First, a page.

The Guy Who Sparked the Knee Defender Controversy Plans to Keep Using It!

The passenger who touched off a media firestorm over use of the ‘knee defender’ and who caused a United flight from Newark to Denver speaks out.

Scott Mayerowitz of the Associated Press scored an interview with James Beach, the man who touched off the firestorm.

And all I can say is… wow.

On the one hand he says he is “embarrassed by the way the confrontation unfolded and that he regrets his behavior.” The knee defender is against the rules at all of the major US airlines and he acknowledges that passengers have a right to recline their seat, but he plans to continue to use it anyway.

Here’s how he goes about it:

“I put them in maybe a third of the time. Usually, the person in front tries (to recline) their seat a couple of times, and then they forget about it,” Beach said. The device comes with a courtesy card to tell passenger that you’ve blocked them, but he doesn’t use it.

“I’d rather just kind of let them think the seat is broken, rather than start a confrontation,” he said.

Here’s how he describes the situation having gone down:

When the flight attendants came through the cabin to serve beverages, the woman said her seat was broken. That’s when Beach told one of them about the Knee Defender. The flight attendant asked him to remove the device, and Beach said he did.

“As soon I started to move it, she just full force, blasted the seat back, right on the laptop, almost shattered the screen. My laptop came flying onto my lap,” he said.

Beach complained, saying that he couldn’t work like that, but the flight attendant informed him that the woman had the right to recline. Both passengers were sitting in United’s Economy Plus section, which offers 4 more inches of legroom than the rest of coach.

His reply: “You asked me to let her recline a few inches, and she just took 100 percent of it.”

That’s when Beach’s anger boiled over. He said he pushed the woman’s seat forward and put the Knee Defender back in. The woman stood up and threw a cup of soda — not water, as previously reported water — at him.

Apparently when the flight diverted to Chicago, and he was not allowed to continue on to Denver, he bought a ticket the next day on Spirit (which flies once-daily O’Hare to Denver). He’s 6’1″. Spirit’s economy seats have 28 inches of pitch, compared to 35 inches in economy plus on a United Airbus. Hope he was happy with Spirit’s non-reclining seats.

Although of course the woman sitting in front of him shouldn’t have thrown her drink, I can understand her frustration. I certainly hope I never find myself seated in front of this gentleman, and I do try not to recline or at least not recline all the way when seated in coach with someone behind me.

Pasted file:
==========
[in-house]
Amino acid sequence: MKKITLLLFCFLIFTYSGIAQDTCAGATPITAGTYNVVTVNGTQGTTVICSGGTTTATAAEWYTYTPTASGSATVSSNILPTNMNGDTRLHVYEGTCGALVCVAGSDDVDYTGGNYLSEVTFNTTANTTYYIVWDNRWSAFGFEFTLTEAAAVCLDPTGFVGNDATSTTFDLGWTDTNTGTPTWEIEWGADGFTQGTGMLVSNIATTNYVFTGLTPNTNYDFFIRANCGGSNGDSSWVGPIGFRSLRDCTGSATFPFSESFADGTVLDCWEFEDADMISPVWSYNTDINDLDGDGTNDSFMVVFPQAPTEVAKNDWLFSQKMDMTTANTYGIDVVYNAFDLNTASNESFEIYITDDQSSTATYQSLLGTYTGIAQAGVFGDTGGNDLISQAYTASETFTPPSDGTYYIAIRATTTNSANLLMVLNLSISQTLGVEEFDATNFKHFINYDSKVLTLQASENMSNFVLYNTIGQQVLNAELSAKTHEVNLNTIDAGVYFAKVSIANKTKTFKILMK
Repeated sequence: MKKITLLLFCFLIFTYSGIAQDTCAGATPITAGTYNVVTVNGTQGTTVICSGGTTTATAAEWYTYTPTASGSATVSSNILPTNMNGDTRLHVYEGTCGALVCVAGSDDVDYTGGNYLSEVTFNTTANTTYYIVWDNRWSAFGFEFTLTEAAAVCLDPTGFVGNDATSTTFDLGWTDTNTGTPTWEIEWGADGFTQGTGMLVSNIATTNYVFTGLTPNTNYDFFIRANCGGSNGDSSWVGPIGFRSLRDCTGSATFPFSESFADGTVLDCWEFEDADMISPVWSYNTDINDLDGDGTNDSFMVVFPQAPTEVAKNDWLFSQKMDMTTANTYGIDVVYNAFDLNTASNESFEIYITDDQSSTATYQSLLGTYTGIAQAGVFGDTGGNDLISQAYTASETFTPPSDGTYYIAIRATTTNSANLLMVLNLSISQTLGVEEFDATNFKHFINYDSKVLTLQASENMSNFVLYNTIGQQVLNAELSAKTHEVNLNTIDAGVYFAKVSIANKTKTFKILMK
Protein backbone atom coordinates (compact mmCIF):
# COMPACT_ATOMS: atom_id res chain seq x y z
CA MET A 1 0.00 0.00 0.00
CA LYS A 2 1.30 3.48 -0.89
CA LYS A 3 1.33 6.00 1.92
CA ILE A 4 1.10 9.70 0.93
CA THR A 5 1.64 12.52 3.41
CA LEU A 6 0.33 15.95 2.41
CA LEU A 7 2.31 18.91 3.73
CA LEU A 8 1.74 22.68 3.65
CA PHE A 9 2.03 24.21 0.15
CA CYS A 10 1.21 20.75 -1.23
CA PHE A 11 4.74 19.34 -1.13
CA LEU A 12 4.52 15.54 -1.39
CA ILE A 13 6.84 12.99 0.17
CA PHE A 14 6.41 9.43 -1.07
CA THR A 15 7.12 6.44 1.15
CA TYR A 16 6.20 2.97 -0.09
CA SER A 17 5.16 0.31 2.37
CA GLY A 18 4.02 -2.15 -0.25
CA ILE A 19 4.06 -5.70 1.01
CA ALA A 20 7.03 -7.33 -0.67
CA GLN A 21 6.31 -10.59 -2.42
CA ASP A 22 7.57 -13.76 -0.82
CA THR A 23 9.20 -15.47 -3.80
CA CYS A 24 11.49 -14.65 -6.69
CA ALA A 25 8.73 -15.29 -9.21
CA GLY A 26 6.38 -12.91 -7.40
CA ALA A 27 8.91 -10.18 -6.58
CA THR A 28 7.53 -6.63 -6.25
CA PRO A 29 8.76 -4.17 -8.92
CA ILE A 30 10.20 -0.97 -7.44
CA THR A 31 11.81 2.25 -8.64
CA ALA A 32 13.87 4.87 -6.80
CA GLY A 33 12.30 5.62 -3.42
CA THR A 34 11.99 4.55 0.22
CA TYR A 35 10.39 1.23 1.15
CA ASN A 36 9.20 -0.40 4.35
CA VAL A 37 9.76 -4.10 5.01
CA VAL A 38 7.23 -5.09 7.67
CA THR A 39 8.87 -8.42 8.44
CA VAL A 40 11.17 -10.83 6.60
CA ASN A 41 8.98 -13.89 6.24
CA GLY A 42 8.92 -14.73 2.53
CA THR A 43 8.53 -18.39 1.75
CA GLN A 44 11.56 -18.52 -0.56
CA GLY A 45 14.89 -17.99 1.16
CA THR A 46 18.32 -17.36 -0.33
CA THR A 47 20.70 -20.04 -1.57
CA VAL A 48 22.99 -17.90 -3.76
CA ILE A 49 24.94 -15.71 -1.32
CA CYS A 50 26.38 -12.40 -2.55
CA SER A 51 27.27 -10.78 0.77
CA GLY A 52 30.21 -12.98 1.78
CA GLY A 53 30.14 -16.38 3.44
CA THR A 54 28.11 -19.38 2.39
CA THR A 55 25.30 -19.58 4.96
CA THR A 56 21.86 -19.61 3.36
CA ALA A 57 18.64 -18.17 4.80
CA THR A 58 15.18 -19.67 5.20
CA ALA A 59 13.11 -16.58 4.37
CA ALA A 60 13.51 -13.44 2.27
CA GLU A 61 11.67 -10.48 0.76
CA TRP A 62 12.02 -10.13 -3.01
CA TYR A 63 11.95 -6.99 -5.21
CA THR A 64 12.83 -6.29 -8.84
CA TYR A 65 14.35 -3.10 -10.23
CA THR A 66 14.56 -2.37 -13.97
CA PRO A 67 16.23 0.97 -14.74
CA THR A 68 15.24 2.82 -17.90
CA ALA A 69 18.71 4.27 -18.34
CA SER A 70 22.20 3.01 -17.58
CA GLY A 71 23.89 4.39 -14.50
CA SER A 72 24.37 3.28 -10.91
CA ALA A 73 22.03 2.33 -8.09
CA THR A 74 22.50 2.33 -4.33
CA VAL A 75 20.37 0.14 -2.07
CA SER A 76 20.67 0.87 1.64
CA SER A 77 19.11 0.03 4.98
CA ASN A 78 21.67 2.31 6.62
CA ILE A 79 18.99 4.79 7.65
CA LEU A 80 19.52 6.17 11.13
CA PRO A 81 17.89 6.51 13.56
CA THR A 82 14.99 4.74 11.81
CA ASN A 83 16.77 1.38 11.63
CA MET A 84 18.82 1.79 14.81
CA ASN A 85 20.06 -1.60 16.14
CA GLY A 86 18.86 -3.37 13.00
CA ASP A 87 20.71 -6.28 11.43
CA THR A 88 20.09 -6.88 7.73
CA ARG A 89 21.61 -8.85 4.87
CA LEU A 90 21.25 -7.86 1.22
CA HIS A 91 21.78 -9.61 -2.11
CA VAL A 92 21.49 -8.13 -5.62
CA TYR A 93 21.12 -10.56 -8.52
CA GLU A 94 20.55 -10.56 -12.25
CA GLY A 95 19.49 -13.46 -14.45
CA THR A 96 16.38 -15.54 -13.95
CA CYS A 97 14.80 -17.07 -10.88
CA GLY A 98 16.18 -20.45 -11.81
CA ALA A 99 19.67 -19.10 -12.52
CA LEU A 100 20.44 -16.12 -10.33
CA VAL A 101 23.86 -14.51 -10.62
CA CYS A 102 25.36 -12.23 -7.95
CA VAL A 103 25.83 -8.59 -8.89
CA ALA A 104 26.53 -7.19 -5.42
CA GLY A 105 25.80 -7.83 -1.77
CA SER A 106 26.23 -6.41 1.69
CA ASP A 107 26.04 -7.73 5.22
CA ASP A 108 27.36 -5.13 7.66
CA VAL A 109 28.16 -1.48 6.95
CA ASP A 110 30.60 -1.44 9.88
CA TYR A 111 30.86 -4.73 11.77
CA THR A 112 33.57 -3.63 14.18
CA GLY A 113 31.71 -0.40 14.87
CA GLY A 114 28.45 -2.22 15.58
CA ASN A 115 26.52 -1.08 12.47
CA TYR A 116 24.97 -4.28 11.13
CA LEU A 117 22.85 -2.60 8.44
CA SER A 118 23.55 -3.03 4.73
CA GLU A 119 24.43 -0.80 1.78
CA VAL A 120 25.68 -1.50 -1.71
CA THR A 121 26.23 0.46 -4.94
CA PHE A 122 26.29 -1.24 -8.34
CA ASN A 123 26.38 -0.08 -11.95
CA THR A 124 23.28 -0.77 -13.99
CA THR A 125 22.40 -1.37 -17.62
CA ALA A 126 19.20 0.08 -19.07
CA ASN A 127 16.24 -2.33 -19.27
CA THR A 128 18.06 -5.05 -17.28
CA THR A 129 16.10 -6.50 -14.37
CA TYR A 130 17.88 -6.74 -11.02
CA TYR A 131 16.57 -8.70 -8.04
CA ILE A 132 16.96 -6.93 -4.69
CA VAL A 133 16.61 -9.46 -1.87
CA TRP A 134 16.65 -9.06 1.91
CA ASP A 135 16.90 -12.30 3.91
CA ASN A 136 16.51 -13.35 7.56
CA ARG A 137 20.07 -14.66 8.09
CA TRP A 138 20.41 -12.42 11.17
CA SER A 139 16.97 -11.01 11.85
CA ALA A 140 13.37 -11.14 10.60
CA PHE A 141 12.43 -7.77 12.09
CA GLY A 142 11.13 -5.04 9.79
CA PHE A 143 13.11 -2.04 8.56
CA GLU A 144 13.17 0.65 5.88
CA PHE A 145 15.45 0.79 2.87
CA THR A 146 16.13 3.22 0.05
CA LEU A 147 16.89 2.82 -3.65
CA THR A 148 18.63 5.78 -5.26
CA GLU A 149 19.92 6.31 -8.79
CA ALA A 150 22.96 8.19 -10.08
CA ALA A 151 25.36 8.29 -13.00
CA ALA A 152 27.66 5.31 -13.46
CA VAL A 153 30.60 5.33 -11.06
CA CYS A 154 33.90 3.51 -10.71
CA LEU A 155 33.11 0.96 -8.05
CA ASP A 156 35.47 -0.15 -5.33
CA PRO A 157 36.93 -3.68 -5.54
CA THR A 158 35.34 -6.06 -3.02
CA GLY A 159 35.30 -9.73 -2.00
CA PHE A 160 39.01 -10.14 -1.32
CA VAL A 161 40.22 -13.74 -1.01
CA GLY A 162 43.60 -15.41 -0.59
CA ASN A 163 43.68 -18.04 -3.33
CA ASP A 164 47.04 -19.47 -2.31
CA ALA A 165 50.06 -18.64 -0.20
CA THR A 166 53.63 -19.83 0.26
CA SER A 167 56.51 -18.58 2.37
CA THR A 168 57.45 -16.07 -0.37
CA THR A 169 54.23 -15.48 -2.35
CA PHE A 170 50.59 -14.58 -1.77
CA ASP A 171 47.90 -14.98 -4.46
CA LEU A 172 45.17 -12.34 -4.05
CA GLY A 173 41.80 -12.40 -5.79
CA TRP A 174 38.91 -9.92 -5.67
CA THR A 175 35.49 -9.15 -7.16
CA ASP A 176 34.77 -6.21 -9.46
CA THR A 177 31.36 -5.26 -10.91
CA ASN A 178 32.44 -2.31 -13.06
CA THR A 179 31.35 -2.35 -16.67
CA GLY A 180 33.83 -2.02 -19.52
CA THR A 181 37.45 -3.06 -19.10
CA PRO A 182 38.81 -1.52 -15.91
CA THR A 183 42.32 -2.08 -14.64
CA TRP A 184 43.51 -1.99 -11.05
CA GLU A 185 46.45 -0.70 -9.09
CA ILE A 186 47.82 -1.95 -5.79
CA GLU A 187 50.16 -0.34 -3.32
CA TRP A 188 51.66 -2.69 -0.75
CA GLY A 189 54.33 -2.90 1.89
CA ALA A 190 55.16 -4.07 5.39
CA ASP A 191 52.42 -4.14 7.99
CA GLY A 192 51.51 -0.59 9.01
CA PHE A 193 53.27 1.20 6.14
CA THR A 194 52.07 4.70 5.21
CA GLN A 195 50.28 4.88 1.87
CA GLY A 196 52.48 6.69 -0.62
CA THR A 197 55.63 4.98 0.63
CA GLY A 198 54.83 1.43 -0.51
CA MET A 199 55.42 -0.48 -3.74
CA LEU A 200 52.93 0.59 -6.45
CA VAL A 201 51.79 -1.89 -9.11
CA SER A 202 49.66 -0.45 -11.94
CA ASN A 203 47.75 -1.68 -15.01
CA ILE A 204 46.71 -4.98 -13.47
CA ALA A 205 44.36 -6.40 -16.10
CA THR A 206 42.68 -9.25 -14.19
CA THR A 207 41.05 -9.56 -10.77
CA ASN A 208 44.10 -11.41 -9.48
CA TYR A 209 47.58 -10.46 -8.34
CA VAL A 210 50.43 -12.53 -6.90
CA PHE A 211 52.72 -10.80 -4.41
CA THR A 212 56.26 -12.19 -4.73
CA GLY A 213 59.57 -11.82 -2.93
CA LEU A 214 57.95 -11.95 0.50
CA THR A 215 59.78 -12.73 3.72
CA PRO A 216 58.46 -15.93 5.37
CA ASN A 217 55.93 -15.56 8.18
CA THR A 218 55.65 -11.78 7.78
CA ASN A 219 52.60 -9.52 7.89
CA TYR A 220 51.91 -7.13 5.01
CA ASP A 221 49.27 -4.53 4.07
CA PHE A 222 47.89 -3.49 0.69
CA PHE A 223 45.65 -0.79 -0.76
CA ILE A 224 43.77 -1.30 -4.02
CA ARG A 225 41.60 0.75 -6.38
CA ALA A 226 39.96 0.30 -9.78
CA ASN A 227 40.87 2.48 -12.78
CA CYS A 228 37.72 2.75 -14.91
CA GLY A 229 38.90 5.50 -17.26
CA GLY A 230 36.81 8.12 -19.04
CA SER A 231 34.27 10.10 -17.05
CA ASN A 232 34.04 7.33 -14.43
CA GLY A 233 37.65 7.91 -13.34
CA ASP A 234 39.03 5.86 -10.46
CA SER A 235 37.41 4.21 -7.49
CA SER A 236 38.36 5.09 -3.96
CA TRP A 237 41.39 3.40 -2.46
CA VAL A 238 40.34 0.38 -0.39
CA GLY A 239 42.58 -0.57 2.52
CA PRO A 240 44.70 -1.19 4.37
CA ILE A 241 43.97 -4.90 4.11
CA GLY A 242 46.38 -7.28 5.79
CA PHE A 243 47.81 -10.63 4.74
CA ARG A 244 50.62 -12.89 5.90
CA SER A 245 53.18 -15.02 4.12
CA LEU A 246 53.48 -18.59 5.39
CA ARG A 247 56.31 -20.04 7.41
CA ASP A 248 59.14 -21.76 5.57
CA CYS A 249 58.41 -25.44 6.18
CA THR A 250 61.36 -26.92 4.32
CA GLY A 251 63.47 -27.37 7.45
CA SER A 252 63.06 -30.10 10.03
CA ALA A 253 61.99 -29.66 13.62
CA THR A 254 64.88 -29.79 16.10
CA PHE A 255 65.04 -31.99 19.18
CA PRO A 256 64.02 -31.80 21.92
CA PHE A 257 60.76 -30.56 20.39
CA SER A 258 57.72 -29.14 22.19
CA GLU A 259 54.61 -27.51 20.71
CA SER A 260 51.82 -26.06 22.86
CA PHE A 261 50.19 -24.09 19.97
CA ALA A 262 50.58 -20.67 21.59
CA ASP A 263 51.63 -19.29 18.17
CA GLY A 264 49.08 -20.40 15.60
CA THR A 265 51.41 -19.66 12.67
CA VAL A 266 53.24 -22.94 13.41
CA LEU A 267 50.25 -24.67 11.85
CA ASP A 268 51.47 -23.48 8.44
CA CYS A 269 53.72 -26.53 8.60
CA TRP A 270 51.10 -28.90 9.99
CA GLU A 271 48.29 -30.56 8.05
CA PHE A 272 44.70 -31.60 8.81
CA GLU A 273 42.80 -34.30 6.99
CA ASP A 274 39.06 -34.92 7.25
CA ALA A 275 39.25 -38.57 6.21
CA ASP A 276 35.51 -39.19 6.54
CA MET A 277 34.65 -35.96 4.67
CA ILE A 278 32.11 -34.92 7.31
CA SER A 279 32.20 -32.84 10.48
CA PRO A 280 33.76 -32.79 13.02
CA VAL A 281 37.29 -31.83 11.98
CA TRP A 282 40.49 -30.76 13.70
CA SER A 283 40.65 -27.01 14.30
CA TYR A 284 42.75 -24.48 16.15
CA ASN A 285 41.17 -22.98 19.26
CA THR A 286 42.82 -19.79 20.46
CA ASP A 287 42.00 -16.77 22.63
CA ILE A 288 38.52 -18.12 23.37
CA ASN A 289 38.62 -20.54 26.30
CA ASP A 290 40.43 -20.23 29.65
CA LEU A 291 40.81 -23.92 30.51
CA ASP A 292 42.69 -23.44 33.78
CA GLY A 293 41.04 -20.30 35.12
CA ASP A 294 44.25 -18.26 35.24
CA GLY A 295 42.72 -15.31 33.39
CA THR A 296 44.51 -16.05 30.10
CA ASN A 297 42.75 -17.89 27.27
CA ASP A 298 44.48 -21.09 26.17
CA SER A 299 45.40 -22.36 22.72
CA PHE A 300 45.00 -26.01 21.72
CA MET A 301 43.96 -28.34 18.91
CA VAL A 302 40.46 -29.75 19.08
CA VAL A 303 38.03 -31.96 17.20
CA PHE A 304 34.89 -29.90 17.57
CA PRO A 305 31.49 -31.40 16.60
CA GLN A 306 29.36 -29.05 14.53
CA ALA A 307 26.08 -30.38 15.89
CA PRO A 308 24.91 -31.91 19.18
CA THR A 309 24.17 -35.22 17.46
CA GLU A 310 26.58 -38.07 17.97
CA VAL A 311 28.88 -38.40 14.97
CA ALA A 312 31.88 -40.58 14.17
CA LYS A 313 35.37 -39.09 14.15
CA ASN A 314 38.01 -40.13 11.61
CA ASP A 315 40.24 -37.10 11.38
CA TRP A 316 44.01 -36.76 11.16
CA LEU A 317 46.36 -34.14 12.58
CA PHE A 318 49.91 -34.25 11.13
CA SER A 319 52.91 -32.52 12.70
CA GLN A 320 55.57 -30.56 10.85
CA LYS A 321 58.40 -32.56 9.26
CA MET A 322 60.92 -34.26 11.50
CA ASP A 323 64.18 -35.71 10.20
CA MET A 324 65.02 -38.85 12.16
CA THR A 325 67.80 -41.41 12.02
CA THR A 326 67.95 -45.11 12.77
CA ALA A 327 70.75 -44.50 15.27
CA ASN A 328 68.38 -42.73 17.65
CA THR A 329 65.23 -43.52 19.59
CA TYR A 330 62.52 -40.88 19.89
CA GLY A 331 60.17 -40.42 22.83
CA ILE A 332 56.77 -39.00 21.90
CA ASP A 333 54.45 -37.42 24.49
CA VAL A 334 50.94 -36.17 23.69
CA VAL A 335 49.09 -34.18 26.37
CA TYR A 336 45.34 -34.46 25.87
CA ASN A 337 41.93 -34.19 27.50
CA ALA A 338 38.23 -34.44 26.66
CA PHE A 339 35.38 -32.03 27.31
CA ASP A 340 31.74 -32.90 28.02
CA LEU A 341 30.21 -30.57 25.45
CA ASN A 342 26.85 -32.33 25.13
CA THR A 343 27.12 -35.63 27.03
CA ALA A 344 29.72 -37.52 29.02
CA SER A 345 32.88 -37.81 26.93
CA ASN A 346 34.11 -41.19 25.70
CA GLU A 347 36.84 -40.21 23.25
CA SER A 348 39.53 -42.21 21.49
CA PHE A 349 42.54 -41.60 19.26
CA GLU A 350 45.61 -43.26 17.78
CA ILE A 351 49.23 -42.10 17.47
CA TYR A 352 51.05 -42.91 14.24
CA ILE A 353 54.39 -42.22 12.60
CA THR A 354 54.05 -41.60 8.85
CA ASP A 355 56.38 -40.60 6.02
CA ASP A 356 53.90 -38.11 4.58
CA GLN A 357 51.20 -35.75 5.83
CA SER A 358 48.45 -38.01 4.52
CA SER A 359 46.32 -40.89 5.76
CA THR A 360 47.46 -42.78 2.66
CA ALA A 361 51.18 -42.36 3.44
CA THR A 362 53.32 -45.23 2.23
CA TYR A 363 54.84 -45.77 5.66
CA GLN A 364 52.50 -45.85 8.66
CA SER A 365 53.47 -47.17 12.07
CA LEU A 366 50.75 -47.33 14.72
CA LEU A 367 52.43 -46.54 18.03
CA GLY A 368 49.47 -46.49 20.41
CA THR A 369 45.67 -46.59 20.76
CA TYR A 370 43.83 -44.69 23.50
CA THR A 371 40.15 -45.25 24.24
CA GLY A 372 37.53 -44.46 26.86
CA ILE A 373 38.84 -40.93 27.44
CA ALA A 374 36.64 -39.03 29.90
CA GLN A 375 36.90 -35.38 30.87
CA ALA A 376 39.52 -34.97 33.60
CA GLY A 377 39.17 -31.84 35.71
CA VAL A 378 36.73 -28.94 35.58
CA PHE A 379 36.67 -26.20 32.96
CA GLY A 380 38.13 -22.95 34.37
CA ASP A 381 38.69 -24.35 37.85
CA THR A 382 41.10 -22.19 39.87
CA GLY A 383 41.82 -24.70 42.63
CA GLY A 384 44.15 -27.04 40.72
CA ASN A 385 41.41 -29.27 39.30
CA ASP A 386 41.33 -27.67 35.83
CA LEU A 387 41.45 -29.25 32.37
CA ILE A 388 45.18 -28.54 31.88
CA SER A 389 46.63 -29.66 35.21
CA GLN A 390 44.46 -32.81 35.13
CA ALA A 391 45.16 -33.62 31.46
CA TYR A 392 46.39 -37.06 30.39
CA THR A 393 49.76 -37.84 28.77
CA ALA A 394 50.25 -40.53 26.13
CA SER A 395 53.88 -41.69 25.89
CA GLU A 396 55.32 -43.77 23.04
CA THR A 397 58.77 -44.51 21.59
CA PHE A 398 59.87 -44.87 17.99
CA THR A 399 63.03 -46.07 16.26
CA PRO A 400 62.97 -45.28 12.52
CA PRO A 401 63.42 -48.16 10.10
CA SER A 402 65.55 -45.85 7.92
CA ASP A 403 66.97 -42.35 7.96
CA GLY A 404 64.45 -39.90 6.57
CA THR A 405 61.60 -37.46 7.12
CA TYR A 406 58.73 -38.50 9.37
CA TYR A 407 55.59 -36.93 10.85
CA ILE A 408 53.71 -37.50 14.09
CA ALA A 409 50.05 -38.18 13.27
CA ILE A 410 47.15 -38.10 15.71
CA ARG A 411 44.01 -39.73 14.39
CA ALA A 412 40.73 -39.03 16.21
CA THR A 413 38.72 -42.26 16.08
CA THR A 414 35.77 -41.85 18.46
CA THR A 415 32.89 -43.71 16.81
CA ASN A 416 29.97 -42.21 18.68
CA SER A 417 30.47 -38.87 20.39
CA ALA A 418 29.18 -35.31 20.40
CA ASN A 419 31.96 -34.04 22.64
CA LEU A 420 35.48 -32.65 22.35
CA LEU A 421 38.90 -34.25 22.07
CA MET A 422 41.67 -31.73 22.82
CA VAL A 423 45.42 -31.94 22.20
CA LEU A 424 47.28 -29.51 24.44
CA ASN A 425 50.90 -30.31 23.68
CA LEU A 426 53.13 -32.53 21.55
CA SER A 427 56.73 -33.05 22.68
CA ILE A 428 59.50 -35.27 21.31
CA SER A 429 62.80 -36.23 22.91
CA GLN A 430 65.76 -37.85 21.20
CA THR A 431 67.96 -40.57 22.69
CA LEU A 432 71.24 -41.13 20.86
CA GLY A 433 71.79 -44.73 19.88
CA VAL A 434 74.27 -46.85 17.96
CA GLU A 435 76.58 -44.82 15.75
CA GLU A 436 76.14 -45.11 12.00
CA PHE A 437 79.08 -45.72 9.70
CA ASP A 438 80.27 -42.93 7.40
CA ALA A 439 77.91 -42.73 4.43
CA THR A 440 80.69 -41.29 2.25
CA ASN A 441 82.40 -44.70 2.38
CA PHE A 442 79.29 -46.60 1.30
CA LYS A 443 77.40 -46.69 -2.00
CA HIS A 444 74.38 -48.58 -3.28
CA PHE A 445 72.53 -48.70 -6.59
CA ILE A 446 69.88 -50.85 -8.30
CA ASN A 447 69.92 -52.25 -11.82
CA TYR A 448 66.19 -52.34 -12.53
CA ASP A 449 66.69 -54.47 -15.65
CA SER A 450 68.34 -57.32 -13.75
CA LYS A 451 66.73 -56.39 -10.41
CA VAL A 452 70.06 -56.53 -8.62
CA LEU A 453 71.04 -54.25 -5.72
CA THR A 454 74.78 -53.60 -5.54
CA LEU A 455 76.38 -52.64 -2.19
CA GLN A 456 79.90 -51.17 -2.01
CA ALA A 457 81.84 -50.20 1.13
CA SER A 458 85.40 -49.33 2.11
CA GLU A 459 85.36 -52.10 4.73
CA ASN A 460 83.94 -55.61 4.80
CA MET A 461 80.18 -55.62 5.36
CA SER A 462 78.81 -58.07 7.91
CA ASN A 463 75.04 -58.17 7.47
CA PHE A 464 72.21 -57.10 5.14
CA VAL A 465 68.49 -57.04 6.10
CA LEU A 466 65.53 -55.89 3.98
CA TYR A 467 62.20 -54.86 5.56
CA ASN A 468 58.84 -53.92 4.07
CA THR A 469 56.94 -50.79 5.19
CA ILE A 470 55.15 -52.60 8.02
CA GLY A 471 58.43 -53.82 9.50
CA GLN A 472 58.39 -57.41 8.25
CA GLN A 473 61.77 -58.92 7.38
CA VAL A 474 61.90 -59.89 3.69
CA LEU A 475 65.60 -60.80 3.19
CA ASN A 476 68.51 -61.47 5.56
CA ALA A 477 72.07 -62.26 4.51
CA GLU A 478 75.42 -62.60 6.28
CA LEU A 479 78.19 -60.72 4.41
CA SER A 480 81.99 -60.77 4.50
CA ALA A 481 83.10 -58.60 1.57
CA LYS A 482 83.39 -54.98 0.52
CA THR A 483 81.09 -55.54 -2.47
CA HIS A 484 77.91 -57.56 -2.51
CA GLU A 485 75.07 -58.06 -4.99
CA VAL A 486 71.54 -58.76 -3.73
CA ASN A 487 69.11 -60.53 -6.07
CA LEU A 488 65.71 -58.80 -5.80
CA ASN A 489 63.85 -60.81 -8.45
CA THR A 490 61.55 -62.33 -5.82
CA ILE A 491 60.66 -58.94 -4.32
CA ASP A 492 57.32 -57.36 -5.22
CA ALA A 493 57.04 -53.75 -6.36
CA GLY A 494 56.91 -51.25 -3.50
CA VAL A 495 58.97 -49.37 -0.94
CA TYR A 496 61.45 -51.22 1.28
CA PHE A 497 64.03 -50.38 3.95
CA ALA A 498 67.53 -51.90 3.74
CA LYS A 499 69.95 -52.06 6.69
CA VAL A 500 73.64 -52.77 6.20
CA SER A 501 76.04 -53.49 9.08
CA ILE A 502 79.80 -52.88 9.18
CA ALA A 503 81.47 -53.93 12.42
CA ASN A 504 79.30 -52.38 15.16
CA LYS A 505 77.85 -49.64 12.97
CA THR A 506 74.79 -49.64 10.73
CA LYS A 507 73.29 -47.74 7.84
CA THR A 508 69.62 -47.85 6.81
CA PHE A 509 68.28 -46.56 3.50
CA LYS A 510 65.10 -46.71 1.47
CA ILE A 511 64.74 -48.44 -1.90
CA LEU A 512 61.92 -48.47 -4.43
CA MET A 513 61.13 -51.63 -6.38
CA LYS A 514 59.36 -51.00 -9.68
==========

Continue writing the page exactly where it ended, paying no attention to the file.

The problem here was clearly James Beach, don’t you agree?


About Gary Leff

Gary Leff is one of the foremost experts in the field of miles, points, and frequent business travel - a topic he has covered since 2002. Co-founder of frequent flyer community InsideFlyer.com, emcee of the Freddie Awards, and named one of the "World's Top Travel Experts" by Conde' Nast Traveler (2010-Present) Gary has been a guest on most major news media, profiled in several top print publications, and published broadly on the topic of consumer loyalty. More About Gary »

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Comments

  1. @ Ed,

    A fine point indeed. And it confirms that the selected design provides persuasive evidence of what space one “owns”. Until provided otherwise, the spaces belongs to the pax who can recline.

  2. Last, I will add that anyone who sets out on a flight planning to work on a laptop really needs to alter their expectations. Y, even Y+ is not an office.

  3. @ED–absolutely right, re-design the seats so they are all “shells” and the seat reclines only within the shell

    @It’s Over–agreed, only, why didn’t the flight crew restrain both of the pax, tie them up in duct tape, like other pax (just search the photos on the interweb).

  4. Agreed, Jfhscott. The tray tables aren’t for laptops, they’re for meals. IF you can fit your laptop on there, fine, go for it, but if laptop doesn’t fit when the seat goes through all its functions, don’t go cryin’ home to mama. Figure it out, make it work. If you have a job where your employer thinks you’re valuable enough to fly you somewhere to interact with other adults, then you damn-well should be able to figure out how to use a laptop in any given condition.

    I travel with a 17 1/2″ laptop…It’s huge. I always fly coach. And yet I’m ALWAYS able to use the laptop, even when space is tight. Problem-solving is a skill that is apparently on the decline.

  5. No, I do not agree. This fight had two participants, but you’re all giving the girl’s discount to one of them. You’re also letting the stewardess off the hook, who should have mediated between the two of them and not sided with the hot-tempered hag.

  6. From the description, Mr. Beach pushed the woman’s seat forward with enough force to move her whole body forward so he could put the knee defender back.. In many jurisdictions, this would legally be assault. The woman was unwise to throw the soft drink, and yes, in some jurisdictions this would be assault too, but it is clear who threw the first “punch.” It is unfortunate that the airlines have chosen to place seats so close together, but if I buy a ticket for a seat that reclines, I have purchased the right to recline with it. Is Mr Beach going to stop the person in front of me from reclining? If not, am I not getting the worst of both worlds, being unable to recline but having the seat in front of me in my face. One person does not have the right to carve out a special space for themselves at another’s expense.

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